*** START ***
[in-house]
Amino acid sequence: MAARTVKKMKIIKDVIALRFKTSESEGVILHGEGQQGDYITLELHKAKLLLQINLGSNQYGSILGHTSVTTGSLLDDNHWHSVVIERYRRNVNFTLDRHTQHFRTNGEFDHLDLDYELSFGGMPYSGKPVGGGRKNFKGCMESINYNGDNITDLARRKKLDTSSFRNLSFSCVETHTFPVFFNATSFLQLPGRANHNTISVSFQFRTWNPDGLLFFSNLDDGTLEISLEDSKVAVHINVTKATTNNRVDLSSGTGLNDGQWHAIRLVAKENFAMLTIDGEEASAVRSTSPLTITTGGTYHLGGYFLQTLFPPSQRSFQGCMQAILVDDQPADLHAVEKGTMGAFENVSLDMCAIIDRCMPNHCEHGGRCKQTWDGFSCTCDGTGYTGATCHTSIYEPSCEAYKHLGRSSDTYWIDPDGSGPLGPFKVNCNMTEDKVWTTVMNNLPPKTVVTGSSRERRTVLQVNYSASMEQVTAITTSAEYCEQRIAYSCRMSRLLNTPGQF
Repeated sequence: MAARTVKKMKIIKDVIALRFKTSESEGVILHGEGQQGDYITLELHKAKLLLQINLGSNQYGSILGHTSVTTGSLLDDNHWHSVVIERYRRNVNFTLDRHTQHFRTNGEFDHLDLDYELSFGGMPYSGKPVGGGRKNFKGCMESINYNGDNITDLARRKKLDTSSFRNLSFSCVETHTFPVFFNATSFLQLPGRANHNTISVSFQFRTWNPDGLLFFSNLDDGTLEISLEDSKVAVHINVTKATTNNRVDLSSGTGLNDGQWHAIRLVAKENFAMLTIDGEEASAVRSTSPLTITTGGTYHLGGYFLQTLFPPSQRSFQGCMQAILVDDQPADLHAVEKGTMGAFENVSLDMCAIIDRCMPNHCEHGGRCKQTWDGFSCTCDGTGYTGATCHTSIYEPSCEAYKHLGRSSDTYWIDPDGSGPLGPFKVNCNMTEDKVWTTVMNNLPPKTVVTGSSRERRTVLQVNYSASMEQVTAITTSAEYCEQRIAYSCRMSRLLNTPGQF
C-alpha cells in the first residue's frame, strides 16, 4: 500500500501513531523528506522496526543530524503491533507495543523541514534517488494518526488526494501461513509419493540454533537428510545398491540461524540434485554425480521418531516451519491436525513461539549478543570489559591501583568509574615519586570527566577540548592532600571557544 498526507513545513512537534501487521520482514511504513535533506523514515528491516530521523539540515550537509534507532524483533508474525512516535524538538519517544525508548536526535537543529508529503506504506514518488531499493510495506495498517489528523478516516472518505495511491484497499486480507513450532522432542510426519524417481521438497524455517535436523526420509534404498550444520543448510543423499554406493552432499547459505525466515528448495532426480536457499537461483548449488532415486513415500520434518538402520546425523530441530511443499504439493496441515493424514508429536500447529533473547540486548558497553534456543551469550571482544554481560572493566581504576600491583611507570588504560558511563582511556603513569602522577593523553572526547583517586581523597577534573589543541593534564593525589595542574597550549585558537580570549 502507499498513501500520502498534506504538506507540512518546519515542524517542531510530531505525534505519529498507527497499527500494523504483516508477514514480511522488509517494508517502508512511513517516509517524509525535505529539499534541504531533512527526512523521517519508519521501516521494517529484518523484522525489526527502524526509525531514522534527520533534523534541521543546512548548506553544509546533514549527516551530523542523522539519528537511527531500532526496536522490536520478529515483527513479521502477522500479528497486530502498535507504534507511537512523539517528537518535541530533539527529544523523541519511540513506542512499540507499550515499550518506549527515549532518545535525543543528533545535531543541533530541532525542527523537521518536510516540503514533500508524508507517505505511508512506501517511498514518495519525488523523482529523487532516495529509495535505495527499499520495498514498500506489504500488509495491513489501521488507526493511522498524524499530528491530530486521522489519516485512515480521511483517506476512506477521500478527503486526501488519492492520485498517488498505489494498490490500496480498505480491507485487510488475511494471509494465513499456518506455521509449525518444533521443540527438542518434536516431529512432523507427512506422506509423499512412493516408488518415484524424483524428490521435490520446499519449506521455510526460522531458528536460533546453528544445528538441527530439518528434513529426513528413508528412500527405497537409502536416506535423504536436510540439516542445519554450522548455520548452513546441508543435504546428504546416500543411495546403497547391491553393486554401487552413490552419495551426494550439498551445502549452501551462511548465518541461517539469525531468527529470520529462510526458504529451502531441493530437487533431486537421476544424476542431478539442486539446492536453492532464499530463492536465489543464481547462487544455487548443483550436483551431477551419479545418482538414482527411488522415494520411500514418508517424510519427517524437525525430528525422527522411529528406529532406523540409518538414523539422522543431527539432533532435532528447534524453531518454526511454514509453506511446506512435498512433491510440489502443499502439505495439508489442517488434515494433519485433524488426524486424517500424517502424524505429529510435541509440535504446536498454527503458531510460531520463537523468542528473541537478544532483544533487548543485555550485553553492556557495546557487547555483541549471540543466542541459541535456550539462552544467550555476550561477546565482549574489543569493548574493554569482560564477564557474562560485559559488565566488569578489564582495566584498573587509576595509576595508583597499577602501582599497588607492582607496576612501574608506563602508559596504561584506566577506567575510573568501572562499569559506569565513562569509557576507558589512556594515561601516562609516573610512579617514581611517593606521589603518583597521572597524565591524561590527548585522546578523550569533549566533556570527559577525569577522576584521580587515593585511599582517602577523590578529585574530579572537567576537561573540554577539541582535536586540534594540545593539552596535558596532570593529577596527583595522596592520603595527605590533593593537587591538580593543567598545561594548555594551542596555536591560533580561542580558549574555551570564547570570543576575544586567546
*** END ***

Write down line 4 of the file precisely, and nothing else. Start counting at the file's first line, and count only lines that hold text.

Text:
C-alpha cells in the first residue's frame, strides 16, 4: 500500500501513531523528506522496526543530524503491533507495543523541514534517488494518526488526494501461513509419493540454533537428510545398491540461524540434485554425480521418531516451519491436525513461539549478543570489559591501583568509574615519586570527566577540548592532600571557544 498526507513545513512537534501487521520482514511504513535533506523514515528491516530521523539540515550537509534507532524483533508474525512516535524538538519517544525508548536526535537543529508529503506504506514518488531499493510495506495498517489528523478516516472518505495511491484497499486480507513450532522432542510426519524417481521438497524455517535436523526420509534404498550444520543448510543423499554406493552432499547459505525466515528448495532426480536457499537461483548449488532415486513415500520434518538402520546425523530441530511443499504439493496441515493424514508429536500447529533473547540486548558497553534456543551469550571482544554481560572493566581504576600491583611507570588504560558511563582511556603513569602522577593523553572526547583517586581523597577534573589543541593534564593525589595542574597550549585558537580570549 502507499498513501500520502498534506504538506507540512518546519515542524517542531510530531505525534505519529498507527497499527500494523504483516508477514514480511522488509517494508517502508512511513517516509517524509525535505529539499534541504531533512527526512523521517519508519521501516521494517529484518523484522525489526527502524526509525531514522534527520533534523534541521543546512548548506553544509546533514549527516551530523542523522539519528537511527531500532526496536522490536520478529515483527513479521502477522500479528497486530502498535507504534507511537512523539517528537518535541530533539527529544523523541519511540513506542512499540507499550515499550518506549527515549532518545535525543543528533545535531543541533530541532525542527523537521518536510516540503514533500508524508507517505505511508512506501517511498514518495519525488523523482529523487532516495529509495535505495527499499520495498514498500506489504500488509495491513489501521488507526493511522498524524499530528491530530486521522489519516485512515480521511483517506476512506477521500478527503486526501488519492492520485498517488498505489494498490490500496480498505480491507485487510488475511494471509494465513499456518506455521509449525518444533521443540527438542518434536516431529512432523507427512506422506509423499512412493516408488518415484524424483524428490521435490520446499519449506521455510526460522531458528536460533546453528544445528538441527530439518528434513529426513528413508528412500527405497537409502536416506535423504536436510540439516542445519554450522548455520548452513546441508543435504546428504546416500543411495546403497547391491553393486554401487552413490552419495551426494550439498551445502549452501551462511548465518541461517539469525531468527529470520529462510526458504529451502531441493530437487533431486537421476544424476542431478539442486539446492536453492532464499530463492536465489543464481547462487544455487548443483550436483551431477551419479545418482538414482527411488522415494520411500514418508517424510519427517524437525525430528525422527522411529528406529532406523540409518538414523539422522543431527539432533532435532528447534524453531518454526511454514509453506511446506512435498512433491510440489502443499502439505495439508489442517488434515494433519485433524488426524486424517500424517502424524505429529510435541509440535504446536498454527503458531510460531520463537523468542528473541537478544532483544533487548543485555550485553553492556557495546557487547555483541549471540543466542541459541535456550539462552544467550555476550561477546565482549574489543569493548574493554569482560564477564557474562560485559559488565566488569578489564582495566584498573587509576595509576595508583597499577602501582599497588607492582607496576612501574608506563602508559596504561584506566577506567575510573568501572562499569559506569565513562569509557576507558589512556594515561601516562609516573610512579617514581611517593606521589603518583597521572597524565591524561590527548585522546578523550569533549566533556570527559577525569577522576584521580587515593585511599582517602577523590578529585574530579572537567576537561573540554577539541582535536586540534594540545593539552596535558596532570593529577596527583595522596592520603595527605590533593593537587591538580593543567598545561594548555594551542596555536591560533580561542580558549574555551570564547570570543576575544586567546